> I'd be delighted if anyone has made a sensible definition of [7-bit ->
> 8-bit] ranges too, but I didn't want to complicate the issue too much.
> Maybe that was silly, though -
I am afraid, when using Unicode, many appearantly simple things become
complicated. A range probably can be defined most sensible if based
on a collation order.
> Please note that I used two accented characters. Let's use the example
> [Ø-ß] instead, it's easier to see that they are non-ASCII.
This is an example that is very hard to resolve, as they mix letters
from two different writting systems (Danish and German). Using the
Unicode code points to define the range would be unexpected as well.
> > This opens up a whole range of challenges. I would say that this will
> > depends on the user's locale. for example, if I am Danish, I would
> > expect all letters from A to A-ring to match, if I say [A-Å],
> > according to the Danish alphabet. I England I might expect to get all
> > letters A, irrespective of any accents on them.
> I disagree there. I would expect a character range like [A-Å] to be the
> characters numbered from char('A') to char('Å') in the charset I am
> using. (For me, latin-1. Which is an uninteresting example because the
> useful character codes are the same as in Unicode).
> Or maybe non-ASCII character ranges would simply be forbidden. If so,
> can anything replace them? The exist because they are useful...
The char('A') to char('Å') solution seems too confusing to me. I am
thinking of Unicode; what if the Å happens to be the Ångström symbol?
I also don't like forbidding characters beyond U+007F.
It will make Russian users, for example, very unhappy. It is also important
to note that some scripts are included in Unicode out of alphabetical
order (like Gurumukhi), and order is not well defined on the huge range
of ideographs. For the latter, using them in a range may well be forbidden,
just as ranges that are not well defined in your locale.
> I won't expect programs to give all characters the correct collating
> sequence in my language -- if nothing else, because a program often
> can't known which language it is looking at. It only knows the charset.
> Sometimes it can ask the user about the language, but not always.
I _will_ expect exactly that. Most sensible Unicode applications will
have to know the language anyway, and users cannot be expected to know
all Unicode, or even Latin-1 and ASCII. I realise this is a very tough
thing. Work is on its way (ISO 14651) to define a default collating
> The user may not even *know* about Unicode. If he does and that's "his"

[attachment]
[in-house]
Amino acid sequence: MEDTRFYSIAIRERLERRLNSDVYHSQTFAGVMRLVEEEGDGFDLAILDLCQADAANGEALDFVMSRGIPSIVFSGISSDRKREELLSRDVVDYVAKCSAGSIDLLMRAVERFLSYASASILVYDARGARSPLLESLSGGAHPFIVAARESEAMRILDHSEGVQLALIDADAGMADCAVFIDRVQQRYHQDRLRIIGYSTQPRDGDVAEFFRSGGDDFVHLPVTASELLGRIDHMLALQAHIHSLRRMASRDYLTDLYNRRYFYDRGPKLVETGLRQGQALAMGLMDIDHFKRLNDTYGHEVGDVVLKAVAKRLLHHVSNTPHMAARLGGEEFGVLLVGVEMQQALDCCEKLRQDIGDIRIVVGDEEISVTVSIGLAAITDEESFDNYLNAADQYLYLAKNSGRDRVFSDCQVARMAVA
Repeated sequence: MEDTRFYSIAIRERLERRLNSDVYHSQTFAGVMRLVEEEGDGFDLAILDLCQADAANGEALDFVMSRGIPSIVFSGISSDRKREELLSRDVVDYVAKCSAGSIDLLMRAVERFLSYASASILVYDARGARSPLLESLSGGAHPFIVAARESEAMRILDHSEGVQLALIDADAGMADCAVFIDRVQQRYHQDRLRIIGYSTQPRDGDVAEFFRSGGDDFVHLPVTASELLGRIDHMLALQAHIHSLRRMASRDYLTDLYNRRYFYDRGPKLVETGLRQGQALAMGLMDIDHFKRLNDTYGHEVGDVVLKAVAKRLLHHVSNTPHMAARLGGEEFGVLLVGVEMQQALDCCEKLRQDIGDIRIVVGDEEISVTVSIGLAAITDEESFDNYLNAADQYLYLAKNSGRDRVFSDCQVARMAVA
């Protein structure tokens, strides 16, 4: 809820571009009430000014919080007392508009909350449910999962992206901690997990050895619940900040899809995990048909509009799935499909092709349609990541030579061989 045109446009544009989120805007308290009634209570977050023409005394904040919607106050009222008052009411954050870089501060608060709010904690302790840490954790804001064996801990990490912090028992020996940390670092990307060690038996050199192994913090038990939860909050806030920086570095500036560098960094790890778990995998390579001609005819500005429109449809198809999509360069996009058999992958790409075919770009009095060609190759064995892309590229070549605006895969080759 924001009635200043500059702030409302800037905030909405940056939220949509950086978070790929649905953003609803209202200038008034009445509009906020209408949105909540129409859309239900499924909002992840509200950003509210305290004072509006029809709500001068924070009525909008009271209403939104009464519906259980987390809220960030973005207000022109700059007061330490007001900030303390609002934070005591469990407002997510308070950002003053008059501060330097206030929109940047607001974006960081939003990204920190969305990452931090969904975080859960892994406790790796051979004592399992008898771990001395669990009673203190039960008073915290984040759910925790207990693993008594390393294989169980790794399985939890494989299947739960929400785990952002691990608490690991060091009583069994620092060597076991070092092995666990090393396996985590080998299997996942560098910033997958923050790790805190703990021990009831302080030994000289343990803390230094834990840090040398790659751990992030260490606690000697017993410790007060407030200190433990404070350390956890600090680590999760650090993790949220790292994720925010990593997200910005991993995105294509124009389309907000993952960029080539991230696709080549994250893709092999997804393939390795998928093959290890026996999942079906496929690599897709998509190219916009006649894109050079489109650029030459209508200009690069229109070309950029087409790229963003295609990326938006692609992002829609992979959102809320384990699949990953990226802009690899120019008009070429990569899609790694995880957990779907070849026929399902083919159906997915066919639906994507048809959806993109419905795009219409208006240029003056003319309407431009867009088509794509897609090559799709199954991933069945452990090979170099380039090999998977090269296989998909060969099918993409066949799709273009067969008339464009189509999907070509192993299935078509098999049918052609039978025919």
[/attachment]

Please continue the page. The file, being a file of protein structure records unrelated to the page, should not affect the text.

> charset, everything is wonderful. But I was thinking of the situation
> where the *user* is basically using some 8-bit character set and the
> *program* is using Unicode (and translates input from the user's charset
> to Unicode). Then we'll either have to dump regexp character ranges, or
> define some way the program can know when the user means a range of his
> native characters, and when he means a range of Unicode characters, or
> define some equally useful alternative to ranges.
You are right the the user may not know about Unicode; he may even not
know about any code at all, but think of the letters in the alphabetic
order he knows it, in which case he will expect that order when he
gives a range. The problem is what to do with letters outside that
his field of knowledge, ASCII can be overseen, but Unicode is too large
for most people to oversee the effects of a range selection.
I was not thinking of the situation you describe, and although we
may have to live with such things for a while, I certainly hope
applications translating to and from Unicode and 8 bit sets will
disapear sooner or later. What is needed to promote this is a good
and easy to use API to handle most of the Unicode trouble, and make
text processing easy for programmers again. Pattern matching will
certainly need to be part of such an API.
+---- Jeroen Hellingman ---------------------------------------------------------+
| work: Ericsson Telecommunicatie B.V., Ericssonstraat 2, Rijen, The Netherlands |
| Department ETM/RPU, Room 17116 |
| Tel: +31 161 242022 (834 2022), E-mail: <email@example.com> |
| home: Aletta Jacobsstraat 5, 3404 XD IJsselstein, The Netherlands |
| Tel: +31 30 6875444, E-mail: <firstname.lastname@example.org> |
| Homepage: <http://members.tripod.com/~jhellingman> |
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